The Arab uprisings and their aftermath were deeply shaped by transnational and international forces. Many accounts of the protest mobilization during and after the uprisings highlight transnational diffusion and demonstration effects. Explanations of regime responses similarly feature accounts of authoritarian adaptation and learning. In addition to these indirect mechanisms, there have also been significant direct interventions by states and transnational movements to either support or suppress protests. This GIGA-POMEPS workshop invites scholars to focus in a systematic way on the mechanisms of diffusion, demonstration, learning, cooperation and direct intervention during and after the Arab uprisings. What precisely has diffused during and after the uprisings: ideas, identities, modular forms of protest or control, expectations, fear? What are the carriers and mechanisms of diffusion, demonstration, or cooperation? How do we assess the relative significance of transnational diffusion and local political factors? What evidence do we have by now for the actual operation of the hypothesized mechanisms? Is there anything distinctive about either the Middle East and North Africa or about the historical moment of the uprisings?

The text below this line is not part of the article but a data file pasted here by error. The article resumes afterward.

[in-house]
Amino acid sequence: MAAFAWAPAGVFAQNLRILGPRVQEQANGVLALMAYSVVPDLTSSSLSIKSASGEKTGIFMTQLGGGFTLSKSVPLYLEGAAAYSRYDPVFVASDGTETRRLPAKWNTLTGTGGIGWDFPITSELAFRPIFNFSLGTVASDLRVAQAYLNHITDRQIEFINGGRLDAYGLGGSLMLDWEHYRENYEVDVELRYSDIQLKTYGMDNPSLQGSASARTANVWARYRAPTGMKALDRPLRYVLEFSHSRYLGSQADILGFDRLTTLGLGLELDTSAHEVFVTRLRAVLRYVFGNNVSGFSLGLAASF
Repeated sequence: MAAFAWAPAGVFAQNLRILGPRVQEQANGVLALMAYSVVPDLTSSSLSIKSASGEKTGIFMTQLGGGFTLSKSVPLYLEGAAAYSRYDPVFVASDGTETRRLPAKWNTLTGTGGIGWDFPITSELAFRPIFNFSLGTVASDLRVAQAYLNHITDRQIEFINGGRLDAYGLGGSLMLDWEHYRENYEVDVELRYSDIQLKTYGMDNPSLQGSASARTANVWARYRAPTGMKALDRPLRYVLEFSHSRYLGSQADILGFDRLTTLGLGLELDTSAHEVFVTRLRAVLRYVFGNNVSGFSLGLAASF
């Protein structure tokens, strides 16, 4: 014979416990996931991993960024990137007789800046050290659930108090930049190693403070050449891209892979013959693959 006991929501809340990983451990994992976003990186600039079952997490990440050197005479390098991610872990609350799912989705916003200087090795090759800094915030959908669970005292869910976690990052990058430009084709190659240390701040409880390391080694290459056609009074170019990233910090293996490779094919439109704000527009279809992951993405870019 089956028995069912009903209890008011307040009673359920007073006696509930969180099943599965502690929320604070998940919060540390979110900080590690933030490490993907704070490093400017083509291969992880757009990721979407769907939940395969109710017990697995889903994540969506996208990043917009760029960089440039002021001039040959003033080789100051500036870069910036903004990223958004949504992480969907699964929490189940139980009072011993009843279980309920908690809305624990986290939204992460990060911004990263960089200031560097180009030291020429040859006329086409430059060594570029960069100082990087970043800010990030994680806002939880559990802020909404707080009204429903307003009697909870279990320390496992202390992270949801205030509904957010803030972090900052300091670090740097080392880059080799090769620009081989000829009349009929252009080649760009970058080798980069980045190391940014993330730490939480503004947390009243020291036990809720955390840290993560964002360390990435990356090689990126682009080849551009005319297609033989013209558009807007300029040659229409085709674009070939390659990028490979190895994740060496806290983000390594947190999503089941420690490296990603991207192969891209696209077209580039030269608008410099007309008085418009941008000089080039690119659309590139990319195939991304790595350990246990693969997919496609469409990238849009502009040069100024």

For a broader perspective on questions of diffusion, cooperation and learning between authoritarian regimes see also the website of the IDCAR project.